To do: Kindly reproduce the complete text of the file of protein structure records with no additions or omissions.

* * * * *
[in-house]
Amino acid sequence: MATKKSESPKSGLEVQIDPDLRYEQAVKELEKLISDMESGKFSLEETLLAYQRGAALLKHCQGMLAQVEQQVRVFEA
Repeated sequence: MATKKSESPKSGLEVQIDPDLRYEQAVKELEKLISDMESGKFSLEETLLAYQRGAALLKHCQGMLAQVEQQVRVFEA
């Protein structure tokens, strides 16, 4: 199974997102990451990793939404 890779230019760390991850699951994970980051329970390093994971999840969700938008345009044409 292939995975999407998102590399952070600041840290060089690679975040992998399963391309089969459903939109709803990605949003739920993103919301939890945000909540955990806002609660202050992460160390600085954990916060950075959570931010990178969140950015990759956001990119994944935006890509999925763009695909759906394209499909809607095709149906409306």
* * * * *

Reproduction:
[in-house]
Amino acid sequence: MATKKSESPKSGLEVQIDPDLRYEQAVKELEKLISDMESGKFSLEETLLAYQRGAALLKHCQGMLAQVEQQVRVFEA
Repeated sequence: MATKKSESPKSGLEVQIDPDLRYEQAVKELEKLISDMESGKFSLEETLLAYQRGAALLKHCQGMLAQVEQQVRVFEA
């Protein structure tokens, strides 16, 4: 199974997102990451990793939404 890779230019760390991850699951994970980051329970390093994971999840969700938008345009044409 292939995975999407998102590399952070600041840290060089690679975040992998399963391309089969459903939109709803990605949003739920993103919301939890945000909540955990806002609660202050992460160390600085954990916060950075959570931010990178969140950015990759956001990119994944935006890509999925763009695909759906394209499909809607095709149906409306």